FISCAL POLICY AND MEASURES TO REDUCE FISCAL DEFICIT TO MANAGEABLE LIMITS
Fiscal Responsibility - the Debate
There is, by definition, a tension between fiscal restraint and finding resources for all the expenditure needs of the government. Where this line is drawn and how this tension is managed is the stuff of much economic analysis as well as ideological debate. The Fiscal Responsibility and Budget Management (FRBM) Act mandates the Centre to have reduced fiscal deficit to 3% of GDP and to completely eliminate revenue deficit by 2008/09. Similarly, acting in response to the debt relief package recommended by the Twelfth Finance Commission (TFC) in return for fiscal correction, 24 of the 29 states had also enacted fiscal responsibility acts accepting similar obligations - fiscal deficit of 3% of Gross State Domestic Product (GSDP) and zero revenue deficit by 2008/09. The case for fiscal responsibility, both at the Centre and in the States, was made on the argument that fiscal consolidation is an essential condition for accelerating growth.
Some economists and critics have called into question the advisability of fiscal restraint when the public sector investment needs are so large and pressing, and have contended that in the Indian context, it is not fiscal contraction, but fiscal expansion that is growth enhancing. The Approach Papers to the Five Year Plans since have also made out a case for relaxing the FRBM targets in order to find sufficient resources for the ‘gross budgetary support’ (GBS) that the Plans demand.
This Paper will argue that staying the course and delivering on the FRBM targets is critical to sustaining the current growth momentum. The bedrock of sustainable growth is macroeconomic stability. Maintaining macroeconomic stability, as characterized by low inflation, stable interest rates and comfortable balance of payments, is critically dependent on redressing fiscal imbalances.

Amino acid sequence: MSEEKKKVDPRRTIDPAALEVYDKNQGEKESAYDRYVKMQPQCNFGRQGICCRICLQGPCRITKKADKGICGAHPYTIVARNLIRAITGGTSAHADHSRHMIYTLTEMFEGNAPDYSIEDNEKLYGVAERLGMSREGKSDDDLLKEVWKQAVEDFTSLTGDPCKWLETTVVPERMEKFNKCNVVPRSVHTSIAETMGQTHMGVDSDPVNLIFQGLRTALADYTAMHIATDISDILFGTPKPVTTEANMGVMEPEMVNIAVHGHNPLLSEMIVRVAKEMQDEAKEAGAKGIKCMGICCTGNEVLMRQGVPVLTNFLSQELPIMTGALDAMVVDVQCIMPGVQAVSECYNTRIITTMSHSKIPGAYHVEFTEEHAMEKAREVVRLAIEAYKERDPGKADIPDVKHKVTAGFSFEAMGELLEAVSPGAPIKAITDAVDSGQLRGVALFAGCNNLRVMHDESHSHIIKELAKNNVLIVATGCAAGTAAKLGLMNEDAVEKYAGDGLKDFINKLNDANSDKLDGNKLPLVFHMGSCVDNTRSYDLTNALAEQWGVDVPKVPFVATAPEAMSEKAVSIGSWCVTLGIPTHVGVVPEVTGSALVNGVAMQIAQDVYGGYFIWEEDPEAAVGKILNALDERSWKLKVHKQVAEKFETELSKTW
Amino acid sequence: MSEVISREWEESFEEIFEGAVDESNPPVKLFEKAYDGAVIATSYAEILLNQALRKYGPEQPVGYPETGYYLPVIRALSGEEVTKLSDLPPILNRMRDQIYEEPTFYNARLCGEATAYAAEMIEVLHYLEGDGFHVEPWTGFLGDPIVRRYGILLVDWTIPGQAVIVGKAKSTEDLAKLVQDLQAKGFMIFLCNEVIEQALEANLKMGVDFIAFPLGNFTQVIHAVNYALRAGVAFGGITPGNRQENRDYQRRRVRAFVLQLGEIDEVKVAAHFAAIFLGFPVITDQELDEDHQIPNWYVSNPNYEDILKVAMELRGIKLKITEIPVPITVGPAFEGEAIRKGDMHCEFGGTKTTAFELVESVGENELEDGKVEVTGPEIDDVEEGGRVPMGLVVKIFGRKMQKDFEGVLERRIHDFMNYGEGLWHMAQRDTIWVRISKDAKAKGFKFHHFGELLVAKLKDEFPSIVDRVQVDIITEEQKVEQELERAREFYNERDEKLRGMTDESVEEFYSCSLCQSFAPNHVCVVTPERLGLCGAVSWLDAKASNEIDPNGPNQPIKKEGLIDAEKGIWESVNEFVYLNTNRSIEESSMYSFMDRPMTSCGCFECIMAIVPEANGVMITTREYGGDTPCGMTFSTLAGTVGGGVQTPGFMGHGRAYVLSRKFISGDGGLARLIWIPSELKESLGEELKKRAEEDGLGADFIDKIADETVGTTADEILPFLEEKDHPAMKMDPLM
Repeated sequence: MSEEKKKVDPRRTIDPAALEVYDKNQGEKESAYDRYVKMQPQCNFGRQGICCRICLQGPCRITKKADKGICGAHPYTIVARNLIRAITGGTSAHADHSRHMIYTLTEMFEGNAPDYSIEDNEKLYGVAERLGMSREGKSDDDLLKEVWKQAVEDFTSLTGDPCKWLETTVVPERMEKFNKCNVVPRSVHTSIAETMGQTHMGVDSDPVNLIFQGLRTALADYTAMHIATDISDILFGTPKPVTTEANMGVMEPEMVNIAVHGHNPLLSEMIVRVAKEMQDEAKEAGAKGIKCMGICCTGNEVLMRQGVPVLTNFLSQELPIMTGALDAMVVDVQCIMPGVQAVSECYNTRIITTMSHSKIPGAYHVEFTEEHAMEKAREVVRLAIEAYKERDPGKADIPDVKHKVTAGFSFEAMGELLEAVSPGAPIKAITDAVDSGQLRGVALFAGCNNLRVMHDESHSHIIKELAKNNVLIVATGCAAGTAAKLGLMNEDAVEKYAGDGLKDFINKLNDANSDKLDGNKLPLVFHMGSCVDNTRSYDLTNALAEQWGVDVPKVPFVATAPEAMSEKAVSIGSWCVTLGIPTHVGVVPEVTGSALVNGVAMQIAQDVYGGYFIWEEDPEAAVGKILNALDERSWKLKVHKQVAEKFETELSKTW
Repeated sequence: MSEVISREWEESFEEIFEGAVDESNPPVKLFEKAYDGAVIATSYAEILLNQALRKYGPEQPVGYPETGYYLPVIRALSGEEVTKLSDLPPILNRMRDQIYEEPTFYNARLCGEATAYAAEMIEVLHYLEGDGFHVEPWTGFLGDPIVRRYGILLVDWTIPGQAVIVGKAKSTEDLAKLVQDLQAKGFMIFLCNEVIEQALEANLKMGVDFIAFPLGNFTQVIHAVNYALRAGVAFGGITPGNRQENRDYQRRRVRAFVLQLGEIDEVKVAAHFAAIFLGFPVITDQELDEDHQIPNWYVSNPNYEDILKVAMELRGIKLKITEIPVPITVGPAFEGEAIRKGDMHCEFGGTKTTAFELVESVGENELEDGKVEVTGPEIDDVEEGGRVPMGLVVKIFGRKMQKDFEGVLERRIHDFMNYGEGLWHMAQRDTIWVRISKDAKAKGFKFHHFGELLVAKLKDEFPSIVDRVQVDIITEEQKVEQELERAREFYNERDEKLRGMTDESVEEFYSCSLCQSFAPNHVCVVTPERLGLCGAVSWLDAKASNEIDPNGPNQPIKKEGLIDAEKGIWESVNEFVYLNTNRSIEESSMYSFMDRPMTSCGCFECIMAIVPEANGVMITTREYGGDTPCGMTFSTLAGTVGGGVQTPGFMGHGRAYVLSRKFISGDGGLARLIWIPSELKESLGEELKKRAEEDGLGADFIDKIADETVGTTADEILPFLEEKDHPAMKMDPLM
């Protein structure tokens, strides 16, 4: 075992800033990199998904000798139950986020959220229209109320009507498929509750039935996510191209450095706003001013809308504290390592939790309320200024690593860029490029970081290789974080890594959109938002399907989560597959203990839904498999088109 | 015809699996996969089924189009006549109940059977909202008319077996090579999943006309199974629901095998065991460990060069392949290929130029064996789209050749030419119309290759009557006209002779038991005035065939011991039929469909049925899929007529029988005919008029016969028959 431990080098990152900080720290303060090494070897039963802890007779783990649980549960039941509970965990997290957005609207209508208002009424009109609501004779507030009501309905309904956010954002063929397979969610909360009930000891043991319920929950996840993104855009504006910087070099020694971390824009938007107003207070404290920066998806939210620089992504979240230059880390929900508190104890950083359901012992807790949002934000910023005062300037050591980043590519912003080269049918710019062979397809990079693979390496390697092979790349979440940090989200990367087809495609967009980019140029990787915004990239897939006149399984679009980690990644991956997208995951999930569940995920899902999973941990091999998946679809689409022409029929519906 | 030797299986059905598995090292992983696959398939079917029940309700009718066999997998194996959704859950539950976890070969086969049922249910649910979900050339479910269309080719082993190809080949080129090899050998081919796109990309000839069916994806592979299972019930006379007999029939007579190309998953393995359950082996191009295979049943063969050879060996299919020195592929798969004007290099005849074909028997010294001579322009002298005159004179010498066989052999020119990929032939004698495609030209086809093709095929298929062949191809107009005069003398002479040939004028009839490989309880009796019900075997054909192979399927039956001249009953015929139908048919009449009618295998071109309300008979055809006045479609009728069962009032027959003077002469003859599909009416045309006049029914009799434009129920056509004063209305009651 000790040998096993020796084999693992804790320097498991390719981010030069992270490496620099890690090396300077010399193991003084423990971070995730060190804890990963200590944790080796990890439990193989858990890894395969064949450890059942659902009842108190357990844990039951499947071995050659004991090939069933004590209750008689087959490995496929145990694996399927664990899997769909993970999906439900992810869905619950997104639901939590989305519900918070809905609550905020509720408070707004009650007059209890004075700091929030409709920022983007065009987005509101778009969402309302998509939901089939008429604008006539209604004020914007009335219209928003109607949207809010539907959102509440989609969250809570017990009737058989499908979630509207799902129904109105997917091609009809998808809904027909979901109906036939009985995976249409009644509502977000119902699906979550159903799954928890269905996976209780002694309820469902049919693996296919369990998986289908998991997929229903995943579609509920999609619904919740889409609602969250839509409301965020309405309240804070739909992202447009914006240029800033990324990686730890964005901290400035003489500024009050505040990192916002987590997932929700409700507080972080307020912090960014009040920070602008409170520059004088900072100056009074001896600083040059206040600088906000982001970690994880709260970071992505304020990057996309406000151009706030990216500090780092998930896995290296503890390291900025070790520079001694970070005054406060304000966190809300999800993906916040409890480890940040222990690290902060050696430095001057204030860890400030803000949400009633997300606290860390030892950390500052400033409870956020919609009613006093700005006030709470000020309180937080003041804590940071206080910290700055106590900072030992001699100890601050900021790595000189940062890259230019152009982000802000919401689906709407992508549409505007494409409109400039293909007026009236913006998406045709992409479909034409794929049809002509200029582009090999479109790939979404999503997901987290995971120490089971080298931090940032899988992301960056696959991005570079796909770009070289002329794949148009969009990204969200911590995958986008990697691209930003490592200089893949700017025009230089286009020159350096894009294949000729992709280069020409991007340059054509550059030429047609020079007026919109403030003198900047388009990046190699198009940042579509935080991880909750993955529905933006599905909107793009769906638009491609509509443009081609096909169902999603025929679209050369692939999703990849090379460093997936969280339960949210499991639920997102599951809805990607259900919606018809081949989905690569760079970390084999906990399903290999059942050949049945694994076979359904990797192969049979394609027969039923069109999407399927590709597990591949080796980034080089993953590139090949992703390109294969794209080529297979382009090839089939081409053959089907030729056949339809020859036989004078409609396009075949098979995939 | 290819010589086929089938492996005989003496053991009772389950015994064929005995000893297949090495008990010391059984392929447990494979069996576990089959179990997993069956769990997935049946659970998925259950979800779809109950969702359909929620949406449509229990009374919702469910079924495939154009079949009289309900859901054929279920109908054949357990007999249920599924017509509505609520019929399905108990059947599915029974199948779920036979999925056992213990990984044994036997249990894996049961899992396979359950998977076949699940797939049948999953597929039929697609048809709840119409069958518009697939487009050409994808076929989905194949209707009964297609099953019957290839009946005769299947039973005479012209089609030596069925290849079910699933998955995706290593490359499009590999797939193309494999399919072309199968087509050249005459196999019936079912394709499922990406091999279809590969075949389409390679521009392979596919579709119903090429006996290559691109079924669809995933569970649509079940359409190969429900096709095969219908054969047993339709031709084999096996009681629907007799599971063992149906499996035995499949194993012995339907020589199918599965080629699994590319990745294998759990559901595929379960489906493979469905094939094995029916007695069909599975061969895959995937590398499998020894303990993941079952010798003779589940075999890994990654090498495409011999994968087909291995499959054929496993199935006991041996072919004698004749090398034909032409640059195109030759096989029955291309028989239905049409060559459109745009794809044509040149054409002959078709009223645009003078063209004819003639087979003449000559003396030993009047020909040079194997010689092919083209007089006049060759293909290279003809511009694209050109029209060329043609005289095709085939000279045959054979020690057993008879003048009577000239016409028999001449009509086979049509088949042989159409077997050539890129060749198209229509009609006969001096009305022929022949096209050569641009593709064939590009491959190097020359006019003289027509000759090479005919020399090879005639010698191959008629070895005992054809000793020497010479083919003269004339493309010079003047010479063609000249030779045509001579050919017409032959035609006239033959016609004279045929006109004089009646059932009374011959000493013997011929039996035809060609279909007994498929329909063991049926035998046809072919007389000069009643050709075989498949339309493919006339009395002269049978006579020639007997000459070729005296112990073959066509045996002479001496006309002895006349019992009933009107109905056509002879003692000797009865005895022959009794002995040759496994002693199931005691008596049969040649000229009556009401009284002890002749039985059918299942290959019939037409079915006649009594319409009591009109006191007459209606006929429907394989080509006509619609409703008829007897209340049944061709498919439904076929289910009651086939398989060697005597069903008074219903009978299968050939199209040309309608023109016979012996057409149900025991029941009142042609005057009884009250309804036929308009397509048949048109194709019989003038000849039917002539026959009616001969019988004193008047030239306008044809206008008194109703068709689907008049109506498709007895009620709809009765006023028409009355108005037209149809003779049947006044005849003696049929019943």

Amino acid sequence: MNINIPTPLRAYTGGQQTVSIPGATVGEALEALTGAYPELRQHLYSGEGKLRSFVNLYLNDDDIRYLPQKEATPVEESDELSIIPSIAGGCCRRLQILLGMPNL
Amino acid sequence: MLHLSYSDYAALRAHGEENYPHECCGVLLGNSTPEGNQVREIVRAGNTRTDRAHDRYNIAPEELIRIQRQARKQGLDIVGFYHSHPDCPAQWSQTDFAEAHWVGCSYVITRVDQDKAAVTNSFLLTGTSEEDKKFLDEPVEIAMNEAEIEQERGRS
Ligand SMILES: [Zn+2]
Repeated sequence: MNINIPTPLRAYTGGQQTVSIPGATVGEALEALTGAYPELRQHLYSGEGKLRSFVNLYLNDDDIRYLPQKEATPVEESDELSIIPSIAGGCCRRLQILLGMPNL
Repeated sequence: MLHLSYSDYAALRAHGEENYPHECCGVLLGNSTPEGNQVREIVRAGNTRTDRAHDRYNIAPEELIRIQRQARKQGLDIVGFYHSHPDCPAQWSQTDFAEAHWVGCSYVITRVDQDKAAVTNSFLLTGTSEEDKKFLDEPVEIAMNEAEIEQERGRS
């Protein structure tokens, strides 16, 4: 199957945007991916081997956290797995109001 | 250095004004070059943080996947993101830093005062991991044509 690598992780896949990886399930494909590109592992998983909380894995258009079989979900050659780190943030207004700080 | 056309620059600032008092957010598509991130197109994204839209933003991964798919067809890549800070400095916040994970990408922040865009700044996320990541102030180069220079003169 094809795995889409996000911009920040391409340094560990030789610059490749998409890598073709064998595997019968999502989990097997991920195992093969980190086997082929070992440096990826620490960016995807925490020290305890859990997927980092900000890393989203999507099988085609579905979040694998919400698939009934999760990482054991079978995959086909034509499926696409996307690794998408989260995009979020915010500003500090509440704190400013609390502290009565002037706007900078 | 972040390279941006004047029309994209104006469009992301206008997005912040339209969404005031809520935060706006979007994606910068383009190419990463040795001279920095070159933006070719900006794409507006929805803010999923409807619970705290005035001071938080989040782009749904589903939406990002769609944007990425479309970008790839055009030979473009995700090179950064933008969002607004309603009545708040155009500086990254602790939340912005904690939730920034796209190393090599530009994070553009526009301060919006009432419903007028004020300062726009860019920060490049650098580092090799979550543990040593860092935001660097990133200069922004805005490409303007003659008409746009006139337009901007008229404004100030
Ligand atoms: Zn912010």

Three important qualifications on the way forward to fiscal responsibility are in order. First, there needs to be fiscal correction not just at the Centre but also in the states. Second, for sustaining and accelerating growth, achieving the FRBM targets is necessary, but not sufficient. We need to pay attention not only to achieving the targets in quantitative terms but also to the quality of adjustment. In particular, this will mean improving both the allocative and technical efficiencies of public expenditures. Third, a stand-alone deficit target is incomplete unless the level of revenue or expenditure is specified too. Given that fiscal deficit is the gap between the government’s revenue and its expenditure, a given level of deficit can be achieved at different levels revenue and expenditure. It is important that these levels are maintained sufficiently high even as we target a specified fiscal deficit.
Post - Reform Trends in Deficits
To put the fiscal responsibility debate in perspective, it is important to take stock of the trends in fiscal and revenue deficits in the post-reform period.
Public finances, both at the Centre and in the states, have deteriorated progressively since the mid-90s. The combined fiscal deficit of the Centre and the states which was 9.3% of GDP in the crisis year of 1990/91 dropped to 6.3% in 1996/97 before creeping back up to 9.0% in 1998/99 largely on account of the impact of the Fifth Pay Commission award. The fiscal deficit had remained at over 9.0% until 2002/03 and has since been on a downward shift declining to 7.5% in 2005/06, stands currently at 5.9% and is expected to further reduce to 5.1% during the fiscal 2012-13. Similarly, the combined revenue deficit of the Centre and the states which was 4.2% in the crisis year of 1990/91 and had declined to 3.2% by 1992/93, grew to an alarming level of 6.9% by 2001/02. Like fiscal deficit, revenue deficit too has shown a welcome downward shift.
The net picture that emerges is of a short- lived...
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